When recently we interviewed Philippe de Montebello, it happened that Sir Norman was in town, and so he participated in that discussion. He had much to say which was of great interest and so we thought it natural to continue the discussion with an interview devoted entirely to him.
Tom Shannon’s recent exhibition elicited a long-lasting shift in this viewer’s perception of the metaphysical realm. Shannon takes as his subject, and medium, the elemental forces of the universe that define the basis of our existence, and presents them on a scale perceptible to the human mind.
The Belgian-born artist Peter Buggenhout creates massive sculptures out of discarded manufacturing materials, covering them in hair, blood, and grimy layers of dust collected from vacuum cleaner bags.
Scottish artist Ken Currie emerged in the 1980s as one of four figurative painters dubbed the “New Glasgow Boys,” alongside Steven Campbell, Peter Howson, and Adrian Wiszniewski.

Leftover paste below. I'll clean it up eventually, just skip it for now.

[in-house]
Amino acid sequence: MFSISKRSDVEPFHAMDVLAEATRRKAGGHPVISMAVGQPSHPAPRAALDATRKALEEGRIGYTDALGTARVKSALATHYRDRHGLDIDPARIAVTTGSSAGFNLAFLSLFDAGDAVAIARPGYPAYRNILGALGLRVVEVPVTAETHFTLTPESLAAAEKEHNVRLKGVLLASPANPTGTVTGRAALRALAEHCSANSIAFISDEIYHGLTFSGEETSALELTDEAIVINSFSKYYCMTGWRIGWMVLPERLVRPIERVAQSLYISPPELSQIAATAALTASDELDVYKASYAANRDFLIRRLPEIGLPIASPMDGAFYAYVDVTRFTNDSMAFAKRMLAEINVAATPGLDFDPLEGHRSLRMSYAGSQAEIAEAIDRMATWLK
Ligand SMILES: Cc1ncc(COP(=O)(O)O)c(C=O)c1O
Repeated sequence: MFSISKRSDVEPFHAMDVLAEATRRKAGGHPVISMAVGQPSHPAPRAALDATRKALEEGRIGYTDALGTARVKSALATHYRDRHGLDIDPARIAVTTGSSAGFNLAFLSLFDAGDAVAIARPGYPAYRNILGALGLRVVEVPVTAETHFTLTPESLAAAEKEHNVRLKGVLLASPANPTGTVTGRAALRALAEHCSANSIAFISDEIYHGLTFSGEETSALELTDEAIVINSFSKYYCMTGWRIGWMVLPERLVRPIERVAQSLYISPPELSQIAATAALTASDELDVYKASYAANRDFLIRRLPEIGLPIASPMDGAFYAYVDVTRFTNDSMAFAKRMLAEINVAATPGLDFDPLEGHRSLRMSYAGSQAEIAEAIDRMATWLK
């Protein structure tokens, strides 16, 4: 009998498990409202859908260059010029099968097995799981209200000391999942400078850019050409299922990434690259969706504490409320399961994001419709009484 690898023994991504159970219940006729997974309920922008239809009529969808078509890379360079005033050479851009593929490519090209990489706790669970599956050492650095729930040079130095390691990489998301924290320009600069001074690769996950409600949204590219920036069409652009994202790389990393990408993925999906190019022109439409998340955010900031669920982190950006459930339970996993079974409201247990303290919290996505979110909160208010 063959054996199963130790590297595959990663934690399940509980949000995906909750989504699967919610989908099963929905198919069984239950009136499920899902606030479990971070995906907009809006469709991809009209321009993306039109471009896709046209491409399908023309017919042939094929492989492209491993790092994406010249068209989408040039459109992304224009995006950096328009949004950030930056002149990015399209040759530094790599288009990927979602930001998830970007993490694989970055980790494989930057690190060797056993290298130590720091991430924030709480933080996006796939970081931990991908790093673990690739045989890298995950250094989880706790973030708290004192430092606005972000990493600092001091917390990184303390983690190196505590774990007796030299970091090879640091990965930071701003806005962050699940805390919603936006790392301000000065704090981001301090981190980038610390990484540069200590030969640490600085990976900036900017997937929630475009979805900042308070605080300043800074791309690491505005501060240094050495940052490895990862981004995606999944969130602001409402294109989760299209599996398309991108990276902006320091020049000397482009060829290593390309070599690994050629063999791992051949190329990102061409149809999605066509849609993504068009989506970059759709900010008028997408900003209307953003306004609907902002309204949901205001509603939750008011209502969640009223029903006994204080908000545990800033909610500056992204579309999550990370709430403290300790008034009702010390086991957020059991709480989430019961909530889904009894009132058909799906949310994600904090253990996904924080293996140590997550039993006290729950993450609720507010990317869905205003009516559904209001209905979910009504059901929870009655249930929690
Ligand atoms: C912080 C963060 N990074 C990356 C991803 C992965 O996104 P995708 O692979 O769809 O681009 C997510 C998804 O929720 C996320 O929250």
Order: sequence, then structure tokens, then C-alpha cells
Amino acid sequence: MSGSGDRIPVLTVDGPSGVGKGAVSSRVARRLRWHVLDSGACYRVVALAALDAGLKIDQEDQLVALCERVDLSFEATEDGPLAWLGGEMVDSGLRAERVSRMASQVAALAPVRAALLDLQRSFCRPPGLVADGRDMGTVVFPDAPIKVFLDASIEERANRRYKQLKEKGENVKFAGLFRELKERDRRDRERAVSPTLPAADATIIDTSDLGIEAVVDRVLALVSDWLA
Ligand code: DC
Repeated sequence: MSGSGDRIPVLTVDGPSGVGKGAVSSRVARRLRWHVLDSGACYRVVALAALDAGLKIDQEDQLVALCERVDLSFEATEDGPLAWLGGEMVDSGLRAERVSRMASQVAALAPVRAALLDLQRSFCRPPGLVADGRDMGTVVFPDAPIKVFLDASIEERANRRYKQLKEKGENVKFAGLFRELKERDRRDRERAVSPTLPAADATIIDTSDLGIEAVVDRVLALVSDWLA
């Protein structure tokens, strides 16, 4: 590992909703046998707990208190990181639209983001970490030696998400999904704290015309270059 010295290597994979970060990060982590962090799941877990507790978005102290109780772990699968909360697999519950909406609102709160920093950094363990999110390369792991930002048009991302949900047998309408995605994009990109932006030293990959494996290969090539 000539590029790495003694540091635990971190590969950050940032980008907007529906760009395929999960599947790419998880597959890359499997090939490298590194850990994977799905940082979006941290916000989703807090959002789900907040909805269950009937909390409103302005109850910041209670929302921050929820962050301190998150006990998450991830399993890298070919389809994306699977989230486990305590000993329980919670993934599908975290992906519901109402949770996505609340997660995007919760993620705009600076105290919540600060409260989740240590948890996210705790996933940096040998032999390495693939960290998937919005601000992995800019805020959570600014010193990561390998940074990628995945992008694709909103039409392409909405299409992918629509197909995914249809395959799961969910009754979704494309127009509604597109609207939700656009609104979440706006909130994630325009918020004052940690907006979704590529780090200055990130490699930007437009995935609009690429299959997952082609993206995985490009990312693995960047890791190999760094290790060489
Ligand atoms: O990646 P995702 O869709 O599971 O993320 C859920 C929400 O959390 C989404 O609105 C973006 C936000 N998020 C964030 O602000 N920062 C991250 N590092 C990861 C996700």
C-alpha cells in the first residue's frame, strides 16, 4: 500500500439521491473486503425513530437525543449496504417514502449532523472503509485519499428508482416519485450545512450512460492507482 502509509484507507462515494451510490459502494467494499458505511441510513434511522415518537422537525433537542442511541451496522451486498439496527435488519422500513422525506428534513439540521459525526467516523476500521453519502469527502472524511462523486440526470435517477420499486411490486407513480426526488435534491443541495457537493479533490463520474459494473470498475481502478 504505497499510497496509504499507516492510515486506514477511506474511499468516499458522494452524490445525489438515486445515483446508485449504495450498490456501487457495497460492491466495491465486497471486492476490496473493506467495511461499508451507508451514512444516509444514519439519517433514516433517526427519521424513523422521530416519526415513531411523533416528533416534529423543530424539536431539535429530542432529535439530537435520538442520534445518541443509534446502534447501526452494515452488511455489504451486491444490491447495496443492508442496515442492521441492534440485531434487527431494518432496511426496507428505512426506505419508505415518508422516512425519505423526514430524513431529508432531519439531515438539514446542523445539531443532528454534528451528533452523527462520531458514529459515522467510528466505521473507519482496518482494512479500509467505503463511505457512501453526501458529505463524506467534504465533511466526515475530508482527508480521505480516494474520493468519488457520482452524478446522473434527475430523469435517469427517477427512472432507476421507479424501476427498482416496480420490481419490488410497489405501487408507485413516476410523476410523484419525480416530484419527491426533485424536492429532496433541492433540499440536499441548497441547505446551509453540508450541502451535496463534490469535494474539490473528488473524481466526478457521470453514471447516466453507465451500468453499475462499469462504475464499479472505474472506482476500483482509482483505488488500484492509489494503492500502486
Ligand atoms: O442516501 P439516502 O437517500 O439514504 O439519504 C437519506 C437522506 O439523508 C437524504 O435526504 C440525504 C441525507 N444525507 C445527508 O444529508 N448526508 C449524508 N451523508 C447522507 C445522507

Art requires a framework. The value of criticism when it is allied to a great social issue within a given constituency is that it records, discusses, and introduces audiences to art that was intended to transcend or bypass museums and markets and connect with multitudes.
Years ago, when I lived in London, making my tentative forays into the art world, passing through the door to a gallery was a momentary ordeal, bedeviled by halting indecision and uncertainty about what lay beyond.
In her second solo exhibition at Mixed Greens, Sonya Blesofsky continues her excavations into the unyielding architectural reinvention of New York, bringing attention to human histories and daily experience in relation to our built environments.